The researchers used this same strain of transgenic mice in the current study. They reasoned that both schizophrenia and Parkinson's disease are characterized by imbalances of dopamine in the brain, and that patients with both diseases experience sleep disturbances. So the researchers sought to further manipulate the mice to study the role of dopamine in the sleep cycle.
First, the researchers treated the mice with a chemical that stops the production of dopamine entirely. In fairly short order, the mice had used up their initial supply of dopamine and were running on empty.
The mice became rigid, immobile, and unable to sleep or dream, displaying symptoms similar to those experienced by patients with Parkinson's disease, the researchers said.
The researchers then measured the electrical activity in each animal's hippocampus, the region of the brain known to be involved in emotion and memory, during three major brain states: wakefulness, quiet sleep and dreaming (also known as rapid eye movement sleep). Using electrodes finer than a human hair implanted into individual neurons, the researchers could monitor signals passed among hundreds of neurons in the treated mice. They found a lack of dopamine completely suppressed brain activity and behaviors associated with quiet sleep and dreaming.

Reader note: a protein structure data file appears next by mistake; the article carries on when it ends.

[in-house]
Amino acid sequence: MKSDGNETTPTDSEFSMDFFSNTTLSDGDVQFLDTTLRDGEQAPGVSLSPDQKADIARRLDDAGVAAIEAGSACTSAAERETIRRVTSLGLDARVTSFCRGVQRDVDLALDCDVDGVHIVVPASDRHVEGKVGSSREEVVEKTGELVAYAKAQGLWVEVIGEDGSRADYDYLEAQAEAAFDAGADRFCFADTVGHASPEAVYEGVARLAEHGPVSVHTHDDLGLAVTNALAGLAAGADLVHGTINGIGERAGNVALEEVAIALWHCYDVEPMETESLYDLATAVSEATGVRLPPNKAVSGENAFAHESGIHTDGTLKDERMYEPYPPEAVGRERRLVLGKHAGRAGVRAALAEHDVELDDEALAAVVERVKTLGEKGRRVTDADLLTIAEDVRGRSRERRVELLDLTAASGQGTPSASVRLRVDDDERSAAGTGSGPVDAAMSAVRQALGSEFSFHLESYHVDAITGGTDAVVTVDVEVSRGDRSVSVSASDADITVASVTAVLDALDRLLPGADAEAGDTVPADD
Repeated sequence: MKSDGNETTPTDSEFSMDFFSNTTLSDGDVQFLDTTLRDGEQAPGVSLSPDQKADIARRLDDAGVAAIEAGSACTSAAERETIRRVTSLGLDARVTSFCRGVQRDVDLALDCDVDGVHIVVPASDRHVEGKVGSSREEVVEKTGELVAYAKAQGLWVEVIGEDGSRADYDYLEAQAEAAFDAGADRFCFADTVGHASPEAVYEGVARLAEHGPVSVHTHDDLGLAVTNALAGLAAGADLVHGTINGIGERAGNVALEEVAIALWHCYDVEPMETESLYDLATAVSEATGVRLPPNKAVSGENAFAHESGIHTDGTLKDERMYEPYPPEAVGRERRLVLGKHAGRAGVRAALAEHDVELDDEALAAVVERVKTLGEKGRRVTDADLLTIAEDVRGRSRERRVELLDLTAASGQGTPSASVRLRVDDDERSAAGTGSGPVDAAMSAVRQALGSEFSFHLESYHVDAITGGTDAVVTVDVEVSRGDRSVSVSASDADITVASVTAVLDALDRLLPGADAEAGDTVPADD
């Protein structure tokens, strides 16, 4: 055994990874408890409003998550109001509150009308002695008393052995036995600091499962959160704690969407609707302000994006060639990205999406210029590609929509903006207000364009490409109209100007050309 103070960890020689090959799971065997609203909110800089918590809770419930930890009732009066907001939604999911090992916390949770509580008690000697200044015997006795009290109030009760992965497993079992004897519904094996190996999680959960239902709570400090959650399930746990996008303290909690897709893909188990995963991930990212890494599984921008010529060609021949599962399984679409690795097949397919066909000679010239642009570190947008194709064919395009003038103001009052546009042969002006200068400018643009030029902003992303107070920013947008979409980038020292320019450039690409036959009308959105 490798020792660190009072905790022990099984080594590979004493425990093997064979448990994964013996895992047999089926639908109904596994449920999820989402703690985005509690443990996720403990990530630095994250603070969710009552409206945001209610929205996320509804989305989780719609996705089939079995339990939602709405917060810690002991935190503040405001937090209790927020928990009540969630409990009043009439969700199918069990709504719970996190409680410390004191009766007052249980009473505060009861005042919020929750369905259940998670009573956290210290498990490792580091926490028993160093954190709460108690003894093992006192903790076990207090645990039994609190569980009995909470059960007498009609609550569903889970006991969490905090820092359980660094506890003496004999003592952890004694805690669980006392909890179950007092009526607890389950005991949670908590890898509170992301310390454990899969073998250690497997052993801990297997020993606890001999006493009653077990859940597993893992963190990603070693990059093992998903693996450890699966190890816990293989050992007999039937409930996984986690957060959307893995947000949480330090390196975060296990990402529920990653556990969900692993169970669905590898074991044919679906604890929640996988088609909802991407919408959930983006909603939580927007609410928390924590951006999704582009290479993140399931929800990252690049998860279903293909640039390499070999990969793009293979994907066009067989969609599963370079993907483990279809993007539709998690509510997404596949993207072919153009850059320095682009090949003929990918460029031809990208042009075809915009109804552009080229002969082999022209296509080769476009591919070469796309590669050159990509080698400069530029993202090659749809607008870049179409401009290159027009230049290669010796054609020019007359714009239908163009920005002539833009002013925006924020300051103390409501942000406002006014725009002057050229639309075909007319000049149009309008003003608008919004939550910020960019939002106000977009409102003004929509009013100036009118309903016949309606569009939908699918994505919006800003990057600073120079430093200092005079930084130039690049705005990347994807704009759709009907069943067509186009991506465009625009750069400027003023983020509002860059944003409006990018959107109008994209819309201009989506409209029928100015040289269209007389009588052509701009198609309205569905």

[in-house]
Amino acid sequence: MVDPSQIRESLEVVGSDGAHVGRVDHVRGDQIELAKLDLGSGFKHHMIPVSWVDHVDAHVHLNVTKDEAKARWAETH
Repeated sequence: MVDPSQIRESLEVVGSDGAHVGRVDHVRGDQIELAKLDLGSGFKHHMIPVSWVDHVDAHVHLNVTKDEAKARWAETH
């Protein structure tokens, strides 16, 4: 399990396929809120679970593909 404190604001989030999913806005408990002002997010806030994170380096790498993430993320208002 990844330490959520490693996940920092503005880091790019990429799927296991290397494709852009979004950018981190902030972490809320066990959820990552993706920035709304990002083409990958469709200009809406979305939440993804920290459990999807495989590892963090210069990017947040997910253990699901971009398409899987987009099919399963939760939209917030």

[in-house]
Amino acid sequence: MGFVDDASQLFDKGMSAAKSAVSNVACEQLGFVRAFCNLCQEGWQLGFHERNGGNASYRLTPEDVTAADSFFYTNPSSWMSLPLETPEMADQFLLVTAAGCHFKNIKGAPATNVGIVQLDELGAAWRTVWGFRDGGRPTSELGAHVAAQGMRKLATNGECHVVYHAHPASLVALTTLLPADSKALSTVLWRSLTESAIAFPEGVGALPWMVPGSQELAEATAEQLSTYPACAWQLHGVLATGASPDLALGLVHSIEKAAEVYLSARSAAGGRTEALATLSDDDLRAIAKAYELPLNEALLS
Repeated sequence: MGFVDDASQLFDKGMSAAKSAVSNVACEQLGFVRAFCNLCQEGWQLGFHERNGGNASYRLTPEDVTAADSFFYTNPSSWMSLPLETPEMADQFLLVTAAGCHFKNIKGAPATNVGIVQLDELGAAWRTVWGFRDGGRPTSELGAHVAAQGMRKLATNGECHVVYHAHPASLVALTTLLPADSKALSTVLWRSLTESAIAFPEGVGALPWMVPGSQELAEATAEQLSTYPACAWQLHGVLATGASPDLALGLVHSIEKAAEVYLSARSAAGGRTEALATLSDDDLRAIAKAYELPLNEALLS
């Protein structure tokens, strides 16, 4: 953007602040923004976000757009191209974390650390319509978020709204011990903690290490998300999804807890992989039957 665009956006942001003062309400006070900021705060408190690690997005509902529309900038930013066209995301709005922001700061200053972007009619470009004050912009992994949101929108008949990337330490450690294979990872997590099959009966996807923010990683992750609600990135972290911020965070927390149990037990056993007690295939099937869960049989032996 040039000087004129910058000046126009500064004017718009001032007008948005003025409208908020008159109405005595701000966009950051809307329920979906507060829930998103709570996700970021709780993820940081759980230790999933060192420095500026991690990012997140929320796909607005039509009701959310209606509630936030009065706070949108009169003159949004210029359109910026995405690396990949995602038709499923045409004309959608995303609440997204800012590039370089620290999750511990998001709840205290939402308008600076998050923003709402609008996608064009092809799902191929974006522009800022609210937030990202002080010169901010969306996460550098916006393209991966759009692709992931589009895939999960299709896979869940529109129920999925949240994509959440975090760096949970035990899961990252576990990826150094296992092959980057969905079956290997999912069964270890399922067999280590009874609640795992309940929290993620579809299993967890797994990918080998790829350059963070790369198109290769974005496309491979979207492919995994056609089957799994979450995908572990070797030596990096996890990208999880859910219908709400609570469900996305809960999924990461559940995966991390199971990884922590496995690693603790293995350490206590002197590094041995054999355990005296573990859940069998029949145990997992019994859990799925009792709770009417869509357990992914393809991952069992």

To verify that the sleep disturbances were caused by a lack of dopamine, the researchers gave the mice L-dopa, a drug used to increase the levels of dopamine in Parkinson's disease patients. The treated animals regained the brain patterns and behaviors associated with sleep and dreaming, demonstrating the critical role dopamine plays in the sleep-wake cycle, according to the researchers. Further pharmacological testing revealed that L-dopa exerted its effects by docking at a specific site, called the D2 receptor, on the surface of the neurons.
"Sleep disorders may be the first sign of Parkinson's disease," said lead study investigator Kafui Dzirasa, an M.D.-Ph.D. student working in Nicolelis's laboratory.
"By further studying the sleep patterns in animal models of Parkinson's disease, we hope to come up with a sleep diagnosis test that could detect the early signs of the disease years before the major symptoms appear," he said.
The study also provided insights into the biology underlying schizophrenia, the researchers said. They found that the excess dopamine in the brains of the mice generated patterns of brain activity that made it look as though the animals were experiencing brain activity associated with dreaming when they were actually awake.
"One of the preeminent ideas of classical psychiatry is that people who had hallucinations, such as schizophrenics, were actually dreaming while they are awake," Nicolelis said. "Our results give some initial biological evidence for this theory."
Other researchers who participated in the study were Sidarta Ribeiro, Rui Costa, Lucas Santos, Shih-Chieh Lin, Andres Grosmark, Tatyana Sotnikova and Raul Gainetdinov.